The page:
What Does the Bible Say About Thanksgiving?
Can you really give thanks in all circumstances?
Give thanks in all circumstances; for this is the will of God in Christ Jesus for you.
Is it fair to say that thanksgiving is the will of God no matter our circumstances? It’s a great question, especially these days, right? Given what's going on in the world, given what happens across this fallen world on a daily basis. But, especially in difficult times. 1 Thessalonians 5:18 says, “Give thanks in all circumstances.” When it says give thanks, it could be translated “continually give thanks.” And again, it’s an order. And it says, “in all circumstances,” not just when your year is going well, not just when you’re feeling well, not just when your family’s together, not just when your bank account is good. Give thanks in all circumstances, Paul said. He wrote that to believers in Thessalonica.
The Thessalonian Christians were not facing pleasant circumstances. Paul had been driven out of the city. There was a great deal of opposition to Christianity at that point in their history. And yet, Paul says to them what he says to us today: “Give thanks in all circumstances.” That is the command of God for you and for me today.
Since thanksgiving is the will of God, why is it so important? The Lord wishes us to worship Him because to worship anybody else is idolatry. To worship anybody else draws us away from the one source of our lives and the God of all life and the God of eternal life, as well. So He calls us to show gratitude because that’s what’s best for us.
The ten lepers
There’s also a story in the gospel of Luke that helps us understand thanksgiving. It’s in Luke 17, the account of Jesus healing the ten lepers. Only one of them returned to give thanks. And Jesus, speaking to that leper, after He says, “Where were the others? Did the others not come to give thanks?”, He says to this one — who was a Samaritan and an outcast — says to this person, “Your faith has made you well.” The Greek can be translated: your faith has healed you or your faith has saved you. Your faith, your thanksgiving, has positioned you to experience the fullness of God’s grace.
God calls us to be thankful because, when we’re thankful, we position ourselves to experience His best, to experience all that He wants to give us, and what He wants to give us is always for our best.
Why do you think so many people fail to be thankful? Well, if you go back to the parable, there are three reasons that come to mind. One is busyness. These ten lepers had been healed by the Lord Jesus. Now, they want to get back to their lives. They want to get back to their family, their jobs, their homes, back to all that they’ve lost, all that they have missed during the time they’ve had this dreaded disease. The same thing can happen to us. We can be so busy in the blessings of God and the provisions of God that we forget to thank the God who has given all of this to us.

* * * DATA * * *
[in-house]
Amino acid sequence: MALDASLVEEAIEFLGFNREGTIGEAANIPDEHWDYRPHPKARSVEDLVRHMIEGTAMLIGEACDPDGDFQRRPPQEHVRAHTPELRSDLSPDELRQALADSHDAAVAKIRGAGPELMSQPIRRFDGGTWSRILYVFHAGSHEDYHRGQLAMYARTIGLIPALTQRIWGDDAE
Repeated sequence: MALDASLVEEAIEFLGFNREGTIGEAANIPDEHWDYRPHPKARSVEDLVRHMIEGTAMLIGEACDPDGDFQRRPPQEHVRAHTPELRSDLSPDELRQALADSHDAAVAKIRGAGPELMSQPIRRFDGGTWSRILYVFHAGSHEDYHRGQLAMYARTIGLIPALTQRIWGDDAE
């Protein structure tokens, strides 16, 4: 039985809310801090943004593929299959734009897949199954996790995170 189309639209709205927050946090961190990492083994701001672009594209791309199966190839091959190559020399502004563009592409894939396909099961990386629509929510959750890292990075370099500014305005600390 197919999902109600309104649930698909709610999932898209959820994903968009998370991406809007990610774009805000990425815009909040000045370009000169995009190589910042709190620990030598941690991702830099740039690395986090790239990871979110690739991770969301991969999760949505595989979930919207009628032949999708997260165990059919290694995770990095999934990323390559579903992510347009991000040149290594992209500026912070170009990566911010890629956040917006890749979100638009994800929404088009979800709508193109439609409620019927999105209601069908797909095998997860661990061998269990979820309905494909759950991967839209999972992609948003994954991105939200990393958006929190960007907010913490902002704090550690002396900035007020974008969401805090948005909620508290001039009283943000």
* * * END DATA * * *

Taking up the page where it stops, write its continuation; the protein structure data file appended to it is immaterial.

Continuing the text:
This leads to a second thought, and that is self-sufficiency. It’s so easy for us to think that we earned what we have, that we worked hard for it. We got up early. We stayed up late. We worked hard. We’ve earned it. But, we don’t owe thanks to anybody but God, when everything we have is from Him.
I didn’t earn the right to be born to parents who would love me rather than abuse me. I didn’t earn the right to have abilities and not deal with physical difficulties that so many people deal with in this world. I didn’t earn the right to have the religious freedom that I have. It’s easy for us to think that we have earned what we’ve received and, by doing so, miss the opportunity for thanksgiving that God intends for us to offer.
Being too far from God
A third reason comes to mind. As I said before, thanksgiving positions us to receive God’s best, to receive all that He can give us that He can’t give us if we’re not close enough to Him to receive it. I think a lot of people just don’t know that. They’ve been healed physically and don’t know what it is to be healed spiritually. They’ve received some blessing and don’t know what it is to experience the abundant life Jesus came to give us.
So, let’s not do that. Let's not allow ourselves to be so busy, so self-sufficient, that we miss all that God gives to those who position themselves to receive His very best.
In all circumstances
1 Thessalonians 5:1 says to give thanks in all circumstances, not necessarily for all circumstances. Why do you think it’s required in all circumstances? It doesn’t say all things are good. It says we can give thanks in all things, whether they are good or bad.
Romans 8 says that God works through all things for good, not that all things are good. You think of Jesus sweating drops of blood in the Garden of Gethsemane and crying out from the cross, “My God, my God, why have you forsaken me?” It’s certainly true that following Jesus does not mean that our circumstances will always be that for which we would give thanks. But we can give thanks in them because we serve the Lord who is the Lord of them. He is the Lord of our circumstances. He is on his throne no matter what's going on in our world. And, He will redeem them.
Experience the presence of God
He redeems all that He allows, and He will work through them to His glory and to our good if we will give thanks in them. Psalm 100 says that we “enter his gates with thanksgiving and his courts with praise.” Thanksgiving is the means by which we experience the presence of God. It’s the way we plug into His power source. It’s the way we walk into His Holy of Holies. It’s the way we experience the very presence of the God of the universe. If we will give thanks in our circumstances, we will experience God in our circumstances. And when we do that, we receive His very best.
Pray this week:
Lord, I want to experience Your presence and be thankful to You always no matter what my circumstances are.
What are you thankful for today?